Your third album, Jubilee, will be released in June, and your memoir, Crying In H Mart, became a bestseller in April. Are there lessons you’ve learned from writing and promoting your book that you hadn’t previously experienced with music?
Japanese Breakfast: I'm deep in book zone right now. The press cycle with books is serious! I feel like as a musician the expectation on you is less heavy, in a way, than with the book writing process, for some reason. But it’s almost turned into a double release, in a way, with the book and the record. It’s an interesting time.
Having this month to revel in the range of amazing art that's coming out of Asian Americans and to celebrate our heritage, it feels very wonderful and necessary right now.”
Right now it’s May and in the U.S. we’re celebrating APAHM. And at this time, here and all over the world, we’re also understanding, more than ever, that “Asian American” or “Asian” are terms that stand in for an endlessly vast spectrum of people and identities. What does having this month to celebrate mean to you?
Japanese Breakfast: It feels like a very necessary thing to celebrate and experience joy in, especially when there's been so much real horror and terror in the last year. And so I think that having this month to revel in the range of amazing art that's coming out of Asian Americans, and to celebrate our heritage, it feels very wonderful and necessary right now. Before recently, I don’t think I’d ever heard the phrase APAHM before. I’m in a place now where I actually have a community of Asian Americans in my life, and it's been really wonderful to see us able to communicate our stories and share things with each other and celebrate each other in this way. That didn't used to be such a big part of my life. So I'm very excited about this time and it feels very, very necessary for right now.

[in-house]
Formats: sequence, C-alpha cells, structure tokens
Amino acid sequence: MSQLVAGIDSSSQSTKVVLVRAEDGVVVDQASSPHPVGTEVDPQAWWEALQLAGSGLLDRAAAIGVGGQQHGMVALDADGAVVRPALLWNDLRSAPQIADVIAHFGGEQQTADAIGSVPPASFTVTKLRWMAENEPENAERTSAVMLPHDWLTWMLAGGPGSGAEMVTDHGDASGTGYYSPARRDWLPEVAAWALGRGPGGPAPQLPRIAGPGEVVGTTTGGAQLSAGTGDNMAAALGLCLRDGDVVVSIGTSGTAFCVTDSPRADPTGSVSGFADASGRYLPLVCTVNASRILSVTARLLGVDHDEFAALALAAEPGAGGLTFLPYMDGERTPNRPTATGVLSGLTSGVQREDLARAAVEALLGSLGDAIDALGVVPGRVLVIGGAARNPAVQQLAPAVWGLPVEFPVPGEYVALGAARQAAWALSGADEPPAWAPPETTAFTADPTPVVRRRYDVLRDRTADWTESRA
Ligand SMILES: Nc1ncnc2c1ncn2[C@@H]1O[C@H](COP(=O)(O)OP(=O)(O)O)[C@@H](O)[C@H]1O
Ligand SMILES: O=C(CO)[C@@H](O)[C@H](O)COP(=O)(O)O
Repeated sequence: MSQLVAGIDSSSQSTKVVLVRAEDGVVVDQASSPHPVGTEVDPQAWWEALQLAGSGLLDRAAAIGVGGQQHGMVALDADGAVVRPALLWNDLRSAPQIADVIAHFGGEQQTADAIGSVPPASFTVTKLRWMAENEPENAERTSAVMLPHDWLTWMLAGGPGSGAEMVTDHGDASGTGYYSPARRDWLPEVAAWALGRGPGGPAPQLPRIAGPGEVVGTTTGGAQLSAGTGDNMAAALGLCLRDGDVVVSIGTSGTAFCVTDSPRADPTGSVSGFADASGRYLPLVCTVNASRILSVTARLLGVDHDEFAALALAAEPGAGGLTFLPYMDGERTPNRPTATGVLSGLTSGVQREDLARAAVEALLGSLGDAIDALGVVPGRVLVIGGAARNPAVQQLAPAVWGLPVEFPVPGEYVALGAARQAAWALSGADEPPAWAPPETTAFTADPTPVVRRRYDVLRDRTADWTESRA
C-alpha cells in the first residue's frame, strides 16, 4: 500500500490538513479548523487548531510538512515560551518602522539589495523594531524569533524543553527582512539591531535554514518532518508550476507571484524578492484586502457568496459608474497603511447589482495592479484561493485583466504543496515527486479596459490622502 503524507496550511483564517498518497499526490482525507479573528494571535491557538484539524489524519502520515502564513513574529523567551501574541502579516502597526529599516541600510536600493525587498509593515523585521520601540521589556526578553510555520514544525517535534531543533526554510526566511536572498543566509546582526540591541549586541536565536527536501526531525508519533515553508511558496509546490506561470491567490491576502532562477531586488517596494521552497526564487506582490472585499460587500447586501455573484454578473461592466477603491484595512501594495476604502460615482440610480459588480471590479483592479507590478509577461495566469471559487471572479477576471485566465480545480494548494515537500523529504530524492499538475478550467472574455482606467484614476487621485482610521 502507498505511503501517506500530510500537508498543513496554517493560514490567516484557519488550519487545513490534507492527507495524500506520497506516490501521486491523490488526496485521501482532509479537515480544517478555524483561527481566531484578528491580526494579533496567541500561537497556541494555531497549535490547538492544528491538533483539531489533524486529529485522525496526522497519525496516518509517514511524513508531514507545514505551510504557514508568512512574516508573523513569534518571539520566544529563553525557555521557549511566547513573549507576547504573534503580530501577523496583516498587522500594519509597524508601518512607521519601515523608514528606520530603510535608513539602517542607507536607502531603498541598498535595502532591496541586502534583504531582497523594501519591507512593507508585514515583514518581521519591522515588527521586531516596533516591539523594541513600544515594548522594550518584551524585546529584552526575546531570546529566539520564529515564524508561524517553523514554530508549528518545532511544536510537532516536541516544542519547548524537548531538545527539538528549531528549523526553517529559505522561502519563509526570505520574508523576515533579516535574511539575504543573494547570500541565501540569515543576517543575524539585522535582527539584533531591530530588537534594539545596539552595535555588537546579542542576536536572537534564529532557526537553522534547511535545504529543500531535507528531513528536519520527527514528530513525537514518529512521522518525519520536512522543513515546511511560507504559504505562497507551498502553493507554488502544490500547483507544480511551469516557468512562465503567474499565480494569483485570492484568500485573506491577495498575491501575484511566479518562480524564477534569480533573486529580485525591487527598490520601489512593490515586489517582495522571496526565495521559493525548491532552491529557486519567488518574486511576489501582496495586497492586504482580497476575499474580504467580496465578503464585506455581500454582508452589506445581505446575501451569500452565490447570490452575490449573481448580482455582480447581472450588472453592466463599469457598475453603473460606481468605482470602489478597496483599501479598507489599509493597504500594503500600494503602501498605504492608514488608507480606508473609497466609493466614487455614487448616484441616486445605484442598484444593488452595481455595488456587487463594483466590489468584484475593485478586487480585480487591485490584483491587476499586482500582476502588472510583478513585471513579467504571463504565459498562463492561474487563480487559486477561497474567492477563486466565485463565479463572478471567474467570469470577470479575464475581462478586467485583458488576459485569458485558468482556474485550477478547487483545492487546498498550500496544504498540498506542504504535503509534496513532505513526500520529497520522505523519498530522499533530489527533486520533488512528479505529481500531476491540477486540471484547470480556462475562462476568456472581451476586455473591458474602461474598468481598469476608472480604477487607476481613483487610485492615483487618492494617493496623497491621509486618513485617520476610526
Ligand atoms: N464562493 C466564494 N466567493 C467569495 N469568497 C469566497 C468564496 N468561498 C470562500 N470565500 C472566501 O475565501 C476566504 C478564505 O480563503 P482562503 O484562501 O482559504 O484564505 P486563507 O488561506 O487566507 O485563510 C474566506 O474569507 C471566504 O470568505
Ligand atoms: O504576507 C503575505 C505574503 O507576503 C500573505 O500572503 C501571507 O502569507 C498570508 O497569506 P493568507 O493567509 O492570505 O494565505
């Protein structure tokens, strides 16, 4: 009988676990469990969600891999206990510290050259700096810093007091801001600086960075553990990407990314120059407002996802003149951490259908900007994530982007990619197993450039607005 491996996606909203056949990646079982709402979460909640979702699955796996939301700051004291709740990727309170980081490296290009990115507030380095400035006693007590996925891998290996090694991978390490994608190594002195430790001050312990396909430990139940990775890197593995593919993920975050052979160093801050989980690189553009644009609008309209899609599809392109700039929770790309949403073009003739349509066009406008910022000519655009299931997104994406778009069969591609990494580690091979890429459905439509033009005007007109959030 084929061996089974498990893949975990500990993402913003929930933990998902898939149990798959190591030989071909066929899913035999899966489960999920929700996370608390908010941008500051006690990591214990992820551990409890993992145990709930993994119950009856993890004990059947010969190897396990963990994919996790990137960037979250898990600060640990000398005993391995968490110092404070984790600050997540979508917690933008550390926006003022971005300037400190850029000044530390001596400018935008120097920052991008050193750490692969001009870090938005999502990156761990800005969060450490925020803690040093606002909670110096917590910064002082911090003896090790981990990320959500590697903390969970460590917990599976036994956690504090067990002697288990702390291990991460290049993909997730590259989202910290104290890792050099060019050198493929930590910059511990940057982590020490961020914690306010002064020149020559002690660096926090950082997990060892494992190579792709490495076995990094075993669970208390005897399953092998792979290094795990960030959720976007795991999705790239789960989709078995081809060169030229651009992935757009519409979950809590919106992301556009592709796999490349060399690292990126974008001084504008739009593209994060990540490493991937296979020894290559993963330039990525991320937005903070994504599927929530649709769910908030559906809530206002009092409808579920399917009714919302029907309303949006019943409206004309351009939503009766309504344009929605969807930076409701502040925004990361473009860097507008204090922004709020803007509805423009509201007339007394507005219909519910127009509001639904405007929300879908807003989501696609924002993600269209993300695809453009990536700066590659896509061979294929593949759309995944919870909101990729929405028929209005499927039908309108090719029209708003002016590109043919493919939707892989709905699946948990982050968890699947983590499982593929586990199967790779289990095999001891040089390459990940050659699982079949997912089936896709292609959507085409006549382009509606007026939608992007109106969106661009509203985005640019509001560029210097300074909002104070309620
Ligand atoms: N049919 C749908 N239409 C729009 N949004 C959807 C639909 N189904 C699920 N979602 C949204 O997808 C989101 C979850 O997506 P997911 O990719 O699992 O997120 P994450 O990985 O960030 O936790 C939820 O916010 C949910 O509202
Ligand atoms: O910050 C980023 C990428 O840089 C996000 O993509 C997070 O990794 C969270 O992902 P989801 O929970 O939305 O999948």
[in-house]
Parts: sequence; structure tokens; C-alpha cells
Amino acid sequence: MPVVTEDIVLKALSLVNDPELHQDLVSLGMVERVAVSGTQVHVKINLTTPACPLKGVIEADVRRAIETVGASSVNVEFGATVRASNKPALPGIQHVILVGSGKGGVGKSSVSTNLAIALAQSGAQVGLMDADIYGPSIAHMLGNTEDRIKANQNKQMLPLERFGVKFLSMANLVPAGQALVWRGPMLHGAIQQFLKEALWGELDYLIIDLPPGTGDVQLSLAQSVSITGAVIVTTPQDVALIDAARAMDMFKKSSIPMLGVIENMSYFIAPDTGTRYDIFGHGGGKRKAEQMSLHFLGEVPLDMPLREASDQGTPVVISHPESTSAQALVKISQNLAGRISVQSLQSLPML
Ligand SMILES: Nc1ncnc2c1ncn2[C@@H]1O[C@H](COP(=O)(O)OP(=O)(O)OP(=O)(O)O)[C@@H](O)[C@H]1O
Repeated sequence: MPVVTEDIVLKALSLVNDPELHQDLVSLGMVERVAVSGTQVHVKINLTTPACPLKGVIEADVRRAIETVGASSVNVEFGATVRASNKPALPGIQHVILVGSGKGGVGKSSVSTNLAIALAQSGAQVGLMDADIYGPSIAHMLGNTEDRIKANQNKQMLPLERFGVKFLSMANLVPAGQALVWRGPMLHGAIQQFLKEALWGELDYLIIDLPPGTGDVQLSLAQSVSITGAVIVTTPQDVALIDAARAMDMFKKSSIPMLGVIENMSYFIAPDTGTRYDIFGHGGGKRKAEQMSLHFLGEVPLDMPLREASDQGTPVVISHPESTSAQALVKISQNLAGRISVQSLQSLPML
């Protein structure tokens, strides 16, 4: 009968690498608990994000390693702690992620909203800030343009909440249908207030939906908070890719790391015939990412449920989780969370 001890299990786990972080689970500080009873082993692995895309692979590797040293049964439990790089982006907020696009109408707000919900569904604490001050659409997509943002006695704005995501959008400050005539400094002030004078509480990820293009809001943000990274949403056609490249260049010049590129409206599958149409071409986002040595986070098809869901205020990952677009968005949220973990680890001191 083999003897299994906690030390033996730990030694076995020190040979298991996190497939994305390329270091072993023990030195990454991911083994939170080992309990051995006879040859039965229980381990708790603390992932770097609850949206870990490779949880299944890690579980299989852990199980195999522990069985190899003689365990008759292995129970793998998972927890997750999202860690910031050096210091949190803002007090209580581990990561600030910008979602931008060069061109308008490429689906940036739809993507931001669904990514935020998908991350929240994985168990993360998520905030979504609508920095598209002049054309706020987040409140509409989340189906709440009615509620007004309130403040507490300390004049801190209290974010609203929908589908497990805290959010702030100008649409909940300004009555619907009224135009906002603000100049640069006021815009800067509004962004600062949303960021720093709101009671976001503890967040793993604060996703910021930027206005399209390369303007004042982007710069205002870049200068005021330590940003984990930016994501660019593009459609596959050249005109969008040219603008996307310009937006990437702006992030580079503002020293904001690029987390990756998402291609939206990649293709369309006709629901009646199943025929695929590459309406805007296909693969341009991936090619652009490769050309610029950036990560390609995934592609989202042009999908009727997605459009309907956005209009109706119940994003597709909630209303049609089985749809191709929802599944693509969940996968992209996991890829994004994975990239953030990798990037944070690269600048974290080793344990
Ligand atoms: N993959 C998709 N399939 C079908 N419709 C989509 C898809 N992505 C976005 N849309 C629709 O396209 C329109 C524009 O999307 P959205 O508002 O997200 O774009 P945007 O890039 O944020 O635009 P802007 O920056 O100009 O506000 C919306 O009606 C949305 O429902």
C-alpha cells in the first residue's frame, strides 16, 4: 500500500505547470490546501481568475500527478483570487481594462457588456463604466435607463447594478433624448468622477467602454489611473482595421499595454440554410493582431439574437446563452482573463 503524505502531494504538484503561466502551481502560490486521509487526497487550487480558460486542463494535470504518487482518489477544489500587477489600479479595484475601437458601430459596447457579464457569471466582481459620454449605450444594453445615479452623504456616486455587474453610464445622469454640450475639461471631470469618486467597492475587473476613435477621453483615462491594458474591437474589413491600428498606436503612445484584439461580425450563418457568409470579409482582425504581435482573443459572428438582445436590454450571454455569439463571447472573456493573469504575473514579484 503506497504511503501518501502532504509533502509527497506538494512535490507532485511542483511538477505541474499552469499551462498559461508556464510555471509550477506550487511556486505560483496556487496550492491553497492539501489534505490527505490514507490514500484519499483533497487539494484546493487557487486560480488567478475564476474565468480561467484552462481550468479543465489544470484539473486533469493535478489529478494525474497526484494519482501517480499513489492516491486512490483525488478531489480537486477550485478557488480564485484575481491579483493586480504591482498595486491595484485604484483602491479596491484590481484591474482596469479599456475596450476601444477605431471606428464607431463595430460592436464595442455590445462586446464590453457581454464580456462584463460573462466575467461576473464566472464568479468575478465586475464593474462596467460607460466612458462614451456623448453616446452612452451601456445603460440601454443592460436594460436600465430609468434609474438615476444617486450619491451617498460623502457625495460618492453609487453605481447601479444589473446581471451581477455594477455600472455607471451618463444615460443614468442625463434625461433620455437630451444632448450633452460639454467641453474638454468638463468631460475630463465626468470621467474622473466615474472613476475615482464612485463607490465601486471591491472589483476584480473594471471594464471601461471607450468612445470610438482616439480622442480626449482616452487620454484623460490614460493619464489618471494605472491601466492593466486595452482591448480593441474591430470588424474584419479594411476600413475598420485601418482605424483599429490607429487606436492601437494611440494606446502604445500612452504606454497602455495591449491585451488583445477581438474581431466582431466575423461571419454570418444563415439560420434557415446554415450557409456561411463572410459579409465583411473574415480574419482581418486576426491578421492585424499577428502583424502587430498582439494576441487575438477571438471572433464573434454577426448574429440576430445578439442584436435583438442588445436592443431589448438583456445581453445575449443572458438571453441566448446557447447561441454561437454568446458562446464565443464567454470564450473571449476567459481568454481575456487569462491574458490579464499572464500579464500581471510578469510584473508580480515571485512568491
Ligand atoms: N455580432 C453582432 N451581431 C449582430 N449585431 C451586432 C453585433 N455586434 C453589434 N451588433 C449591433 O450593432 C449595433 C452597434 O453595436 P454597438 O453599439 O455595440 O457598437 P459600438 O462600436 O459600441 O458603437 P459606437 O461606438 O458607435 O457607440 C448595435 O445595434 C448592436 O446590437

In your book you talked about seeing Karen O perform when you were younger, and how you were impacted by knowing that she was also Korean American.
Japanese Breakfast: Back in the day, just seeing an Asian person on TV was bonkers for me. I don’t care a lot about ice skating, but when I saw Michelle Kwan on the Olympics, I was like “Oh My God!” you know? So when I watched Karen O performing, doing something that seemed so male-dominated and so white-dominated, it gave me so much hope. She had this unparalleled, punk showmanship, but at the same time she also has this discography where she can totally rip your heart out with the most tender ballad. That range is what made her so special to me. She just obliterated every stereotype of what Asian women should be. And I just felt like I needed to be close to her and know everything about her. She changed my whole worldview. She and I had a conversation for a magazine, and I was so nervous, because sometimes meeting your heroes can go really badly. But it was perfect. She kind of speaks like me – really fast and sort of nervy and with a ton of filler – and I love that. She really cared about our conversation and wanted to get to know me. We related to each other. I wish I had a recording of her saying “you have such a singular voice,” that I could fall asleep to every night.
Your new album was originally supposed to be released in 2020. How does it feel now, to be making new plans, and planning a tour again, as the world opens back up?
Japanese Breakfast: It’s so surreal. It’s been almost a year and a half since we’ve been on tour, and I have no idea what to expect. I think it’s one of those muscle memory things: that once you’re back on stage, it returns to you, like riding a bicycle. I’m practicing, getting my chops up. My band and my crew have become my family. I I feel most at home and comfortable with this group of people, and I’m just looking forward to getting to spend every night with them. I mean, as human beings, we have gone through so much in this past year. Everything is so new right now. At the same time, humans are so adaptable, and I think we’ll be able to fall back into hanging out with friends, and playing music. I’m really looking forward to that.
Japanese Breakfast YouTube playlist:
- "I love the way this woman ([Dorothy]도로시) eats with such vigor."
- "There's a reason why Maangchi has over 5 million subscribers. She's like the perfect Korean mom. Things she’s done have reminded me a lot of my mom and that’s brought me great comfort. With YouTube you get this inside window into other people’s lives and worlds. When she teaches you how to do something, it just feels like it comes from such an honest place. There's nothing put on about it."
- "Headbangers Kitchen is an Indian guy who loves metal, but also is into keto, and can also teach authentic Indian cooking. His dad is involved in the videos too, and the channel has this whole narrative world that’s real, and fun, and feels so human."